This blog was written by Jenna Pearson. Meet our blogging fitness specialists at the NIFS website.
Ever wonder what and when you should be eating to optimize performance and energy levels? Numerous resources are available to the general public outlining food and dietary guidelines; however, many people remain unaware as to what types of foods are best to eat and when.
Whether working or working out, these guidelines will be useful in helping you plan meals and snacks to increase energy and sustainability.
- Carbohydrate meals help fuel muscles and prevent depletion of glycogen stores. Glycogen is the body’s main form of stored carbohydrates; it is a main source of energy during work and exercise. You should choose complex carbohydrates like fruits and whole grains to help sustain energy levels for long-duration activities. Try to avoid high-sugar foods such as soda and candy, as these cause high peaks in blood sugar and tend to give you a quick burst of energy that soon fades away.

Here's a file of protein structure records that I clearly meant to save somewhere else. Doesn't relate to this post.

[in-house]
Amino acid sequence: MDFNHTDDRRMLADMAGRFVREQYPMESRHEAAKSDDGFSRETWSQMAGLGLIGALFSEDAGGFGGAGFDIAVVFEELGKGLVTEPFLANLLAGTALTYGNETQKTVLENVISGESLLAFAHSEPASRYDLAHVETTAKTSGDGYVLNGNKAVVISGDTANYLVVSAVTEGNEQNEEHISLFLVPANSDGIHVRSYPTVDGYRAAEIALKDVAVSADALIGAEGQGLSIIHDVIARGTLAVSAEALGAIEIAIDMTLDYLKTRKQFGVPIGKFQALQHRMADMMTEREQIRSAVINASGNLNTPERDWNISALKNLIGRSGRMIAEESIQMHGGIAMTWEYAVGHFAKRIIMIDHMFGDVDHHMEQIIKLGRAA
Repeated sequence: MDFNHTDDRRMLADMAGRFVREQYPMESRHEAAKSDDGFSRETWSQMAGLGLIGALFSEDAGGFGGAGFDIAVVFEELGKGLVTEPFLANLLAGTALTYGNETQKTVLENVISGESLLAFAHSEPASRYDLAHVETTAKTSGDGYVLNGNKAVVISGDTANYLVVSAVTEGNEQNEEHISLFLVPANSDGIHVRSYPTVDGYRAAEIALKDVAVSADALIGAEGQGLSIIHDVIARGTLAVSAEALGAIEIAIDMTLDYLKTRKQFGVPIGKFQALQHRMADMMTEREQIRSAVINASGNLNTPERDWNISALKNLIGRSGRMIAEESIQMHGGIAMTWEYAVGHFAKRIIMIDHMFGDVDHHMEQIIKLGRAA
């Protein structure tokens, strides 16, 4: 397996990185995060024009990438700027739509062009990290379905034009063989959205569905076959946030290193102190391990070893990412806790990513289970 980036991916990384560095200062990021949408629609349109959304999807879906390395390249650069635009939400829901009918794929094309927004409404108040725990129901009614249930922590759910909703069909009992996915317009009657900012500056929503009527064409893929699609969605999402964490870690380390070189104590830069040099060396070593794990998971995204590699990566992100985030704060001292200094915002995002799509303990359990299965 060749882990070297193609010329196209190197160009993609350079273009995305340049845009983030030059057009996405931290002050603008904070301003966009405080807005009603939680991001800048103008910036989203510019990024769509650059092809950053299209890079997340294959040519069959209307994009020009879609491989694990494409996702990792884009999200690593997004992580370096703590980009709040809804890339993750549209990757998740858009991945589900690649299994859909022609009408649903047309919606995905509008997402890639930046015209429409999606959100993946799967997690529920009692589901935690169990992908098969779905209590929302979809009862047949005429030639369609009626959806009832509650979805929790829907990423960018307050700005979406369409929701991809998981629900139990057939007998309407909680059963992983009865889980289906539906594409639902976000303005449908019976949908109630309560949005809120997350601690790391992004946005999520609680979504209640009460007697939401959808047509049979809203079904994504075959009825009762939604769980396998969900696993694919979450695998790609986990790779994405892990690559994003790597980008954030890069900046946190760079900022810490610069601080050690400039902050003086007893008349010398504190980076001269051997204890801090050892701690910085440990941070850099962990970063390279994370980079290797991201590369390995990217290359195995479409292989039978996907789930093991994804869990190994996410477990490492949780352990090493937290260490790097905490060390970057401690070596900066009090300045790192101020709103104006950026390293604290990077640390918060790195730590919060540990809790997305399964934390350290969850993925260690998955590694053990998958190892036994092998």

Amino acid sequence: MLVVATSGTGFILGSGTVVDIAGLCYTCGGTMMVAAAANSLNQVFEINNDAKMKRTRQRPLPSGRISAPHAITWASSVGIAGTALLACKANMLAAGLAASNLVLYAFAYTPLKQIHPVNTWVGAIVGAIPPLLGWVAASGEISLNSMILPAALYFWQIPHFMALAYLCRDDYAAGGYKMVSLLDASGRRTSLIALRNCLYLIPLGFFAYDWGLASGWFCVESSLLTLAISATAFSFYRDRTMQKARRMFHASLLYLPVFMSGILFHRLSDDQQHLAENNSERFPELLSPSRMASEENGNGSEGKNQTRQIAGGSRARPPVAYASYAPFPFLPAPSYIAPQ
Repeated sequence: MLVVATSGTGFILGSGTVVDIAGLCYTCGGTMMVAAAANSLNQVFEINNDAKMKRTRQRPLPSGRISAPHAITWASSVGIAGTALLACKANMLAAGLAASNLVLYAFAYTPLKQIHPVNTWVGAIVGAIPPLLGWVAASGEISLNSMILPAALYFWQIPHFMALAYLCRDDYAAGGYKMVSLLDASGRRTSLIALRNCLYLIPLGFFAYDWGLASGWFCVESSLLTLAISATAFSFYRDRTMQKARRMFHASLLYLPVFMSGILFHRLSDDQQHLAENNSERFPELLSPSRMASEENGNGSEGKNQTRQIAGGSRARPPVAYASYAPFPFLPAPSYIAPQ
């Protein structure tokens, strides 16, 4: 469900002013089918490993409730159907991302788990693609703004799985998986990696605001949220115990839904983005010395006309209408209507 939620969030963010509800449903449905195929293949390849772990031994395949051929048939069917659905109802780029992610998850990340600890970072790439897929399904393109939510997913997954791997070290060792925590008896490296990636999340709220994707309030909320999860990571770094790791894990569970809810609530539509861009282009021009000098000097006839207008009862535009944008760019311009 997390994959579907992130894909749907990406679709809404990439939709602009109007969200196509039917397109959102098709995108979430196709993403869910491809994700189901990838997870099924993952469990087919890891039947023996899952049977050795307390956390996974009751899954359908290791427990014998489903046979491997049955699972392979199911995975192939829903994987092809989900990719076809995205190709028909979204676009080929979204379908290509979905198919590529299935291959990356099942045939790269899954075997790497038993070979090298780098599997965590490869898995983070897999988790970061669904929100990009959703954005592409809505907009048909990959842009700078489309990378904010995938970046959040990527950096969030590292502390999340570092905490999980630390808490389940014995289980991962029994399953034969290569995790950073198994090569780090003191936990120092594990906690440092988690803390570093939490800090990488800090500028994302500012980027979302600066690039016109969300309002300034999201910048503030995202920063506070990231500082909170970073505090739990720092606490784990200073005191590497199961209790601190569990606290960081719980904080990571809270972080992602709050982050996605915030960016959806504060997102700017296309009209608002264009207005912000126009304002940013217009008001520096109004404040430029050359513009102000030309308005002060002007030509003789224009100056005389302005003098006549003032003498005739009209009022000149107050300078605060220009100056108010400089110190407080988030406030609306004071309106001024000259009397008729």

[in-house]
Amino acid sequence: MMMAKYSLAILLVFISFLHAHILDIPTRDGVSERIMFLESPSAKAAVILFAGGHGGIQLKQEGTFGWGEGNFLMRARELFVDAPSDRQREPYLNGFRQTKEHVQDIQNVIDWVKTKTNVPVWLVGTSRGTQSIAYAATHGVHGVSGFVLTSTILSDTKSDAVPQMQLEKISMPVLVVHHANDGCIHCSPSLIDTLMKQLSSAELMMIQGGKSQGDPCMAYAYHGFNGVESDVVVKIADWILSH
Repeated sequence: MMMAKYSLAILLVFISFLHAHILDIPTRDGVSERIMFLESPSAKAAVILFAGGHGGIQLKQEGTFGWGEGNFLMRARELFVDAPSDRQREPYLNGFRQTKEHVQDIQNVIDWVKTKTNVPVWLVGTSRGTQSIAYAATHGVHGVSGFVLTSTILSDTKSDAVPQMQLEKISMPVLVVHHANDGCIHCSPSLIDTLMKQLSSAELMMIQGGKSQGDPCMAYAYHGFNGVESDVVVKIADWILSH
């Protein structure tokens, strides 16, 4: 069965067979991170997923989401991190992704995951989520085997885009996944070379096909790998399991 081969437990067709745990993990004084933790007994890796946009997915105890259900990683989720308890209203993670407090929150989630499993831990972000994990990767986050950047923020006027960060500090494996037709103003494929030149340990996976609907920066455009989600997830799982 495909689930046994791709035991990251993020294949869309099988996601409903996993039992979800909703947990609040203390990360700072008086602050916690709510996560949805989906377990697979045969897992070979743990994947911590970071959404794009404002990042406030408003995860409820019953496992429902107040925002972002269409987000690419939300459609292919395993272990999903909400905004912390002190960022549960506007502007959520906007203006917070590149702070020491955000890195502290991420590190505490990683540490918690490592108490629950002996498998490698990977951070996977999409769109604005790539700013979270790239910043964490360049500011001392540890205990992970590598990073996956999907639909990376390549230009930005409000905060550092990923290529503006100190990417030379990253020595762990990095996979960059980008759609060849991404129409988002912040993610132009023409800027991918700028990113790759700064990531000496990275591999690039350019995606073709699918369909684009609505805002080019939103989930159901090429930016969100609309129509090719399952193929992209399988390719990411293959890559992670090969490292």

- Watch high-fat foods—they are hard to digest and may cause an upset stomach during high-intensity exercise. In comparison to carbohydrates, high-fat and high-protein meals take longer to digest and therefore require more energy for their breakdown.
- Try to have a meal with complex carbohydrates four hours prior to exercise and a small snack one or two hours before exercise.
Whole-grain cereals, yogurt, whole-wheat pasta, fruit, whole-grain bagels, oatmeal, raisins, some energy bars (check that they are not too high in fat or protein).
- Your muscles need to recover after exercise, as this is when your metabolism is at its peak.
- Refueling should begin within 30 to 45 minutes after exercise to restore glycogen and repair muscle tissue.
- Carbohydrates and protein will enhance the process of rebuilding and repairing muscles.
String cheese and a piece of fruit, peanut butter and jelly on whole-grain bread, yogurt, cottage cheese and fruit, soup, nuts (raw, unsalted are best), whole-grain cereal with reduced-fat milk.
Remember to stay hydrated! Dehydration slows your metabolic rate by 2% and can also leave you feeling sluggish. Feel your best by drinking at least eight to ten 8-ounce glasses of water daily!